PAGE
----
View Full Version : This Day In History

12-04-05, 06:35 AM
This Day In History | General Interest
December 4, 1992

President George H. Bush orders 28,000 U.S. troops to Somalia, a war-torn East African nation where rival warlords were preventing the distribution of humanitarian aid to thousands of starving Somalis. In a military mission he described as "God's work," Bush said that America must act to save more than a million Somali lives, but reassured Americans that "this operation is not open-ended" and that "we will not stay one day longer than is absolutely necessary." Unfortunately, America's humanitarian troops became embroiled in Somalia's political conflict, and the controversial mission stretched on for 15 months before being abruptly called off by President Bill Clinton in 1993.

In 1992, clan-based civil-war fighting and one of the worst African droughts of the century created famine conditions that threatened one-fourth of Somalia's population with starvation. In August 1992, the United Nations began a peacekeeping mission to the country to ensure the distribution of food and medical aid, but it was largely unsuccessful. With U.N. troops unable to control Somalia's warring factions, security deteriorating, and thousands of tons of food stranded in portside warehouses, President Bush ordered a large U.S. military force to the area on December 4, 1992. Five days later, the first U.S. Marines landed in the first phase of "Operation Restore Hope."

With the aid of U.S. military troops and forces from other nations, the U.N. succeeded in distributing desperately needed food to many starving Somalis. However, with factional fighting continuing unabated, and the U.N. without an effective agenda to resolve the political strife, there seemed no clear end in sight to Operation Restore Hope when President Bill Clinton took office in January 1993.

Like his predecessor, Clinton was anxious to bring the Americans home, and in May the mission was formally handed back to the United Nations. By June 1993, only 4,200 U.S. troops remained. However, on June 5, 24 Pakistani U.N. peacekeepers inspecting a weapons storage site were ambushed and massacred by Somalia soldiers under the warlord General Mohammed Aidid. U.S. and U.N. forces subsequently began an extensive search for the elusive strongman, and in August, 400 elite U.S. troops from Delta Force and the U.S. Rangers arrived on a mission to capture Aidid. Two months later, on October 3-4, 18 of these soldiers were killed and 84 wounded during a disastrous assault on Mogadishu's Olympia Hotel in search of Aidid. The bloody battle, which lasted 17 hours, was the most violent U.S. combat firefight since Vietnam. As many as 1,000 Somalis were killed.

Three days later, with Aidid still at large, President Clinton cut his losses and ordered a total U.S. withdrawal. On March 25, 1994, the last U.S. troops left Somalia, leaving 20,000 U.N. troops behind to facilitate "nation-building" in the divided country. The U.N. troops departed in 1995 and political strife and clan-based fighting continued in Somalia into the 21st century.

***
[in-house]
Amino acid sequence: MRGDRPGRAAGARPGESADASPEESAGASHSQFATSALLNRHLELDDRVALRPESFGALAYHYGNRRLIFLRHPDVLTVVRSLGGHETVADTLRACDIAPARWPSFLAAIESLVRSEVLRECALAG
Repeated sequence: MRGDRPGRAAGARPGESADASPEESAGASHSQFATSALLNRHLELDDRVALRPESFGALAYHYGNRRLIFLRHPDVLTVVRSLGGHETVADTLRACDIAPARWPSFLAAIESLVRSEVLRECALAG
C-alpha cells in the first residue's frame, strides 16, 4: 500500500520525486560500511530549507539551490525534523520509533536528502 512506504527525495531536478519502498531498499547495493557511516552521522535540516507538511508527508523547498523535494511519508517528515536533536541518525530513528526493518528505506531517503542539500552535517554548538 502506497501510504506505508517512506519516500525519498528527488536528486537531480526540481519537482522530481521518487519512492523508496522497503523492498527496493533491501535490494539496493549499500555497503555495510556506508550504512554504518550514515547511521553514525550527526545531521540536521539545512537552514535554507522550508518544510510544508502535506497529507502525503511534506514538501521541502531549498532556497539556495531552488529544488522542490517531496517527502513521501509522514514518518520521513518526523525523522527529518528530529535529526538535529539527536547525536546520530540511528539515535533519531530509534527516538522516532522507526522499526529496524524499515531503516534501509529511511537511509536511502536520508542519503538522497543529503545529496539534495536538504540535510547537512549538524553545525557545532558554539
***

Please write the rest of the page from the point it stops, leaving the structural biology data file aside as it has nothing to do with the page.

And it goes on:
12-09-05, 07:04 AM
On This Day
1992: American marines land in Somalia
US troops have arrived in Somalia in a bid to aid thousands of starving locals.

The American marines landed just before dawn.

Their mission is to spearhead the arrival of 35,000 troops from a dozen countries assembled as part of a US led multi-national operation to crack down on looting and extortion that has prevented food getting through.

American forces were expecting to tackle hostile gunmen who have been holding the famine-stricken country to ransom in a conflict which has seen around 300,000 people killed in the last year ever since dictator Mohamed Siad Barre was ousted and local warlords took over.

But instead of fierce fighting, the marines were greeted by the world's media.

The first group of six to eight navy frogmen in Operation Restore Hope, came out of the sea on to the beach outside the Somali capital, Mogadishu under a full moon.

Later, three rubber boats came ashore and around 24 troops walked up through the dunes into the glare of television lights.

US Marines in armoured amphibious tractors from the USS Juneau then set about establishing beachheads for further arrivals of around 1,800 troops.

Their mission is to secure Mogadishu's airport and port areas so that food and medicine, which has been blocked by Somali gunmen, can be safely airlifted to thousands of locals dying of starvation.

About an hour after US troops landed, half a dozen unexplained gunshots were fired in a distant Mogadishu suburb.

Despite the attack, most of the city's streets remained relatively deserted.

Earlier in Washington, President-elect Bill Clinton could offer no ''artificial timetable'' for American withdrawal.

He added: "I respect and appreciate President Bush's desire to see the ground forces out of there by sometime in mid-January, and it may work out that that can be done.

"But the issue is whether the United States will have to keep these ground forces there longer than a few weeks. I think that depends on how long it takes to accomplish the mission."

Somalia's two top warlords, General Mohammed Farah Aideed and Ali Mahdi Mohammed, urged their fighters to co-operate with US forces and keep away from the port and airport.

But Robert Oakley, US Special Envoy to Somalia, said he recently met both men and he believes that neither of them have full control over their gunmen.

According to the Pentagon, around 35 countries have offered to help the US operation with military or financial contributions.

Around 2,100 French troops are due to team up with the US forces.